Dominant and hegemonic masculinities typically place women and men at risk of contracting HIV through reinforcing gender inequalities. Challenging these masculinities is increasingly seen as a precondition for tackling HIV/AIDS. Narratives of masculinity are the symbolic tools, which men draw upon to construct their social identities. Understanding the composition of these narratives of masculinity is central for understanding how narratives of masculinity may, or may not, shape HIV-related health behaviours. The media is a central space in which narratives of masculinity are produced and reproduced. We analyse five days’ worth of the newspaper, the Daily Sun, in December 2008 to identify the different narratives of masculinity that circulate in the newspaper. Through thematic analysis we identify three different global-narratives: (i) Masculinity and work, (ii) Masculinity, violence and crime, and (iii) Masculinity and HIV. We explore each of these narratives and suggest how they may create contexts in which certain HIV-related health behaviours are more or less likely. We suggest that despite the variation in the narratives of masculinity circulating in the Daily Sun these narratives are limited and typically undermine HIV-related health behaviours by either sustaining a masculine ideal that is unachievable, emphasising a narrative of a disempowered masculinity, or by providing limited masculine narratives around HIV/AIDS. We emphasise how this undermines HIV prevention and suggest possible approaches to challenging these narratives.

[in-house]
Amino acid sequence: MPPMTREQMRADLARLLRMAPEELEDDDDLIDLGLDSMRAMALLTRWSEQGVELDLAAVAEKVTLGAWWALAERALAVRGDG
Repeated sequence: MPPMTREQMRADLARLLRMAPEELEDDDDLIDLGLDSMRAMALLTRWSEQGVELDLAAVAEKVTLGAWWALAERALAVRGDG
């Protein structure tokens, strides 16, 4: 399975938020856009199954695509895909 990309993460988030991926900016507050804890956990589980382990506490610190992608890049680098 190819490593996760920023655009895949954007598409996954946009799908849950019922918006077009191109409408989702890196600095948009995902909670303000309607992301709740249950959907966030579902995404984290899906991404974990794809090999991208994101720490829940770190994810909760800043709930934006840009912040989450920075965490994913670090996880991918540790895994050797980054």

Gibbs, A.; Jobson, G. Narratives of masculinity in the Daily Sun: implications for HIV risk and prevention. South African Journal of Psychology (2011) 41 (2) 173-186.